This story has been adapted from this Berkeley Lab Press release
Light yet sturdy, plastic is great – until you no longer need it. Because plastics contain various additives, like dyes, fillers, or flame retardants, very few plastics can be recycled without loss in performance or aesthetics. Even the most recyclable plastic, PET – or poly(ethylene terephthalate) – is only recycled at a rate of 20-30%, with the rest typically going to incinerators or landfills, where the carbon-rich material takes centuries to decompose.
Now a team of researchers at the Molecular Foundry has designed a recyclable plastic that, like a Lego playset, can be disassembled into its constituent parts at the molecular level, and then reassembled into a different shape, texture, and color again and again without loss of performance or quality. The new material, called poly(diketoenamine), or PDK, was reported in the journal Nature Chemistry.
“Most plastics were never made to be recycled,” said Foundry user Peter Christensen. “But we have discovered a new way to assemble plastics that takes recycling into consideration from a molecular perspective.” Christensen was part of a multidisciplinary team led by Foundry staff scientist Brett Helms.
All plastics, from water bottles to automobile parts, are made up of large molecules called polymers, which are composed of repeating units of shorter carbon-containing compounds called monomers.
According to the researchers, the problem with many plastics is that the chemicals added to make them useful – such as fillers that make a plastic tough, or plasticizers that make a plastic flexible – are tightly bound to the monomers and stay in the plastic even after it’s been processed at a recycling plant.
During processing at such plants, plastics with different chemical compositions – hard plastics, stretchy plastics, clear plastics, candy-colored plastics – are mixed together and ground into bits. When that hodgepodge of chopped-up plastics is melted to make a new material, it’s hard to predict which properties it will inherit from the original plastics.
This inheritance of unknown and therefore unpredictable properties has prevented plastic from becoming what many consider the Holy Grail of recycling: a “circular” material whose original monomers can be recovered for reuse for as long as possible, or “upcycled” to make a new, higher quality product.
So, when a reusable shopping bag made with recycled plastic gets threadbare with wear and tear, it can’t be upcycled or even recycled to make a new product. And once the bag has reached its end of life, it’s either incinerated to make heat, electricity, or fuel, or ends up in a landfill, Helms said.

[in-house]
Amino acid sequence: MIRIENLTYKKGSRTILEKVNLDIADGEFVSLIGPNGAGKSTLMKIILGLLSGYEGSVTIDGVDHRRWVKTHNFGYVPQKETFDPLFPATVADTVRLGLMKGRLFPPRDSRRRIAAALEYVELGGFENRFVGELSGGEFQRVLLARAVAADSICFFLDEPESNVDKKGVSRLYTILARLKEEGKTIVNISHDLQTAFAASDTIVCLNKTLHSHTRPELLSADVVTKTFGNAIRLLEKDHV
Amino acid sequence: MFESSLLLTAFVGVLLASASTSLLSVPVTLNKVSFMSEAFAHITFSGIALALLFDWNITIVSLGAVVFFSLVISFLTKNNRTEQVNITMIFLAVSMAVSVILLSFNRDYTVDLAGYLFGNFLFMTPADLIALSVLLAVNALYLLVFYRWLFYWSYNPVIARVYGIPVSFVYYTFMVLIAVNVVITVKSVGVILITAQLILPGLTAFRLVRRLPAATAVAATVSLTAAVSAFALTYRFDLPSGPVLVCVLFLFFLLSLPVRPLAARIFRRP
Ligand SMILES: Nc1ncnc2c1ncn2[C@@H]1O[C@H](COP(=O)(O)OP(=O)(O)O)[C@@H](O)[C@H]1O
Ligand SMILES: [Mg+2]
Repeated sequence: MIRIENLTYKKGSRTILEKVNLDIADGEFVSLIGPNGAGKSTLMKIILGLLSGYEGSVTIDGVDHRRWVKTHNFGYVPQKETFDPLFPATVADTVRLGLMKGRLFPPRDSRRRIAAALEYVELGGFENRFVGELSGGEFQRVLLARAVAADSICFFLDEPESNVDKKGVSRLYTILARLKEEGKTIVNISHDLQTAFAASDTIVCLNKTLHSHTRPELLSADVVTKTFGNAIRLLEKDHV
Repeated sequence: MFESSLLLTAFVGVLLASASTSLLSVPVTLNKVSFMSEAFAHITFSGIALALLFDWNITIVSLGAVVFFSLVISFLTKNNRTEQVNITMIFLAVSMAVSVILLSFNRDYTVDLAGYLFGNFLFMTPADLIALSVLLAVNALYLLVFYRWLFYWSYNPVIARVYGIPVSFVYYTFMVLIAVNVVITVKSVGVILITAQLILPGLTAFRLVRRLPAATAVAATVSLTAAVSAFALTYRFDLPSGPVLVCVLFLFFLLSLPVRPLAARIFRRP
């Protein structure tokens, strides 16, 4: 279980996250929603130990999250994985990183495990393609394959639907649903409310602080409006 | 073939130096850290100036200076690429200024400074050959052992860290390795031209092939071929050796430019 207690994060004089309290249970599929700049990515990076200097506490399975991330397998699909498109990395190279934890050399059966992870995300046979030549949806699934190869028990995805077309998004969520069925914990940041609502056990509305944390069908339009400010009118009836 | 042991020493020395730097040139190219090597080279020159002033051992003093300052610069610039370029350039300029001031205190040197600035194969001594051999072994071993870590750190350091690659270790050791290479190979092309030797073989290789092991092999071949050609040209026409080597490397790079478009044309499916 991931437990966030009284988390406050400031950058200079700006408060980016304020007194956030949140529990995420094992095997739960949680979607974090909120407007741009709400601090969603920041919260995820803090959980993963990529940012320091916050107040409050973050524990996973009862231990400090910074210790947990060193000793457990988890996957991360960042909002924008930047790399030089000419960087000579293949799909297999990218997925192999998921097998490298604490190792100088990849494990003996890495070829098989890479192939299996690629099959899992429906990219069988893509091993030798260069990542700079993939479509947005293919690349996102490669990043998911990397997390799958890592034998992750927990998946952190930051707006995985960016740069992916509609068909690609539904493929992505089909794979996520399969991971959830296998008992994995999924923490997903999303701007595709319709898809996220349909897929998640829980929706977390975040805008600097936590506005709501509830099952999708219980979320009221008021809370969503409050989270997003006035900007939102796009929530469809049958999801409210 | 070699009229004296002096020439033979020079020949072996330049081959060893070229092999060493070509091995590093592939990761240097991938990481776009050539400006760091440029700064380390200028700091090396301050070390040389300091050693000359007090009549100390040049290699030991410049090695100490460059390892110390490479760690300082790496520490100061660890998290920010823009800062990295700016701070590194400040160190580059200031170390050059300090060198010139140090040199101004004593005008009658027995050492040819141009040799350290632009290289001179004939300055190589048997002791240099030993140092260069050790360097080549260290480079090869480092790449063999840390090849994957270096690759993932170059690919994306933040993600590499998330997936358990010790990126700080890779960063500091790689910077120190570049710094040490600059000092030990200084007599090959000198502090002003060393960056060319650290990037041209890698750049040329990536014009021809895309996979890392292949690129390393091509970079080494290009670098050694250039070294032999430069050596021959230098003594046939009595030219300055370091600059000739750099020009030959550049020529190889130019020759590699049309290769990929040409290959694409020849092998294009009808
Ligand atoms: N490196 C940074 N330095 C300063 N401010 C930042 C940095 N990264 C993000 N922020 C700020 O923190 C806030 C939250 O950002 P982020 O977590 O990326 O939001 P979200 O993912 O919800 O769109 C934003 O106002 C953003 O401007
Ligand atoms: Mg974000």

“Circular plastics and plastics upcycling are grand challenges,” he said. “We’ve already seen the impact of plastic waste leaking into our aquatic ecosystems, and this trend is likely to be exacerbated by the increasing amounts of plastics being manufactured and the downstream pressure it places on our municipal recycling infrastructure.”
Unlike conventional plastics, the monomers of PDK plastic could be recovered and freed from any compounded additives simply by dunking the material in a highly acidic solution. The acid helps to break the bonds between the monomers and separate them from the chemical additives that give plastic its look and feel.
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After testing various formulations at the Molecular Foundry, they demonstrated that not only does acid break down PDK polymers into monomers, but the process also allows the monomers to be separated from entwined additives.
They also proved that the recovered PDK monomers can be remade into polymers, and those recycled polymers can form new plastic materials without inheriting the color or other features of the original material – so that broken black watchband you tossed in the trash could find new life as a computer keyboard if it’s made with PDK plastic. They could also upcycle the plastic by adding additional features, such as flexibility.
The researchers believe that their new recyclable plastic could be a good alternative to many nonrecyclable plastics in use today.
“We’re at a critical point where we need to think about the infrastructure needed to modernize recycling facilities for future waste sorting and processing,” said Helms. “If these facilities were designed to recycle or upcycle PDK and related plastics, then we would be able to more effectively divert plastic from landfills and the oceans. This is an exciting time to start thinking about how to design both materials and recycling facilities to enable circular plastics,” said Helms.
Read the full press release on the Berkeley Lab Newscenter.
Read about the follow-up work here, and an interview with the scientists here.